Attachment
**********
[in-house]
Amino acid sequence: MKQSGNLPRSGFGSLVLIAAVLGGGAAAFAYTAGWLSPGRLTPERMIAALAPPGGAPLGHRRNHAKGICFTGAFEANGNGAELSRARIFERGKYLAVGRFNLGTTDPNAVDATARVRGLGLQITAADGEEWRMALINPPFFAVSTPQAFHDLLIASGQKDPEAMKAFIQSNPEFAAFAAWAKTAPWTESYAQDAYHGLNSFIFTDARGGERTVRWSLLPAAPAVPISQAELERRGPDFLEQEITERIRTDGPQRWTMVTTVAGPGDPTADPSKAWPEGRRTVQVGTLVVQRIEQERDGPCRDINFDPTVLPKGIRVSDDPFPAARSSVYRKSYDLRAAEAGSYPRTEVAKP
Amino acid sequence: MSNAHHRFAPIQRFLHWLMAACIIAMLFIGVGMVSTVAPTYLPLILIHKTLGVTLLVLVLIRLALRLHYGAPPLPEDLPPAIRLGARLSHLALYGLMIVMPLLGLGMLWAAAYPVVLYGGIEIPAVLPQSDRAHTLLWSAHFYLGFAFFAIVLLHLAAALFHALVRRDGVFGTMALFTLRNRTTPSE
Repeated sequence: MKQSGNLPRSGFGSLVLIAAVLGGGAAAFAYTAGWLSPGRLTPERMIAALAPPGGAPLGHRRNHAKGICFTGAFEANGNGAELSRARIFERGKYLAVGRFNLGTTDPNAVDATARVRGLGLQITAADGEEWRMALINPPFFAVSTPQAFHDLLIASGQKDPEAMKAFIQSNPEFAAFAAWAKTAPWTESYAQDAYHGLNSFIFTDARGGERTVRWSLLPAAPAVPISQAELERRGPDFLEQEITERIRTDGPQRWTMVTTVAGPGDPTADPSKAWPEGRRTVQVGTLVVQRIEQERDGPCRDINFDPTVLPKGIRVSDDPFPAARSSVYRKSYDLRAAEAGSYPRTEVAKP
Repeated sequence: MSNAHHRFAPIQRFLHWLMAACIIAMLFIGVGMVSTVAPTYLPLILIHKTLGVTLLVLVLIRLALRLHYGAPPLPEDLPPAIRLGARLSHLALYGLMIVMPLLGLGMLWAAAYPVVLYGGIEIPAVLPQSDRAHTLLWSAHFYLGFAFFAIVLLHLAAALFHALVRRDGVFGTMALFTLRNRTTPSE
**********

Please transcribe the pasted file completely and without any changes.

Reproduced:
[in-house]
Amino acid sequence: MKQSGNLPRSGFGSLVLIAAVLGGGAAAFAYTAGWLSPGRLTPERMIAALAPPGGAPLGHRRNHAKGICFTGAFEANGNGAELSRARIFERGKYLAVGRFNLGTTDPNAVDATARVRGLGLQITAADGEEWRMALINPPFFAVSTPQAFHDLLIASGQKDPEAMKAFIQSNPEFAAFAAWAKTAPWTESYAQDAYHGLNSFIFTDARGGERTVRWSLLPAAPAVPISQAELERRGPDFLEQEITERIRTDGPQRWTMVTTVAGPGDPTADPSKAWPEGRRTVQVGTLVVQRIEQERDGPCRDINFDPTVLPKGIRVSDDPFPAARSSVYRKSYDLRAAEAGSYPRTEVAKP
Amino acid sequence: MSNAHHRFAPIQRFLHWLMAACIIAMLFIGVGMVSTVAPTYLPLILIHKTLGVTLLVLVLIRLALRLHYGAPPLPEDLPPAIRLGARLSHLALYGLMIVMPLLGLGMLWAAAYPVVLYGGIEIPAVLPQSDRAHTLLWSAHFYLGFAFFAIVLLHLAAALFHALVRRDGVFGTMALFTLRNRTTPSE
Repeated sequence: MKQSGNLPRSGFGSLVLIAAVLGGGAAAFAYTAGWLSPGRLTPERMIAALAPPGGAPLGHRRNHAKGICFTGAFEANGNGAELSRARIFERGKYLAVGRFNLGTTDPNAVDATARVRGLGLQITAADGEEWRMALINPPFFAVSTPQAFHDLLIASGQKDPEAMKAFIQSNPEFAAFAAWAKTAPWTESYAQDAYHGLNSFIFTDARGGERTVRWSLLPAAPAVPISQAELERRGPDFLEQEITERIRTDGPQRWTMVTTVAGPGDPTADPSKAWPEGRRTVQVGTLVVQRIEQERDGPCRDINFDPTVLPKGIRVSDDPFPAARSSVYRKSYDLRAAEAGSYPRTEVAKP
Repeated sequence: MSNAHHRFAPIQRFLHWLMAACIIAMLFIGVGMVSTVAPTYLPLILIHKTLGVTLLVLVLIRLALRLHYGAPPLPEDLPPAIRLGARLSHLALYGLMIVMPLLGLGMLWAAAYPVVLYGGIEIPAVLPQSDRAHTLLWSAHFYLGFAFFAIVLLHLAAALFHALVRRDGVFGTMALFTLRNRTTPSE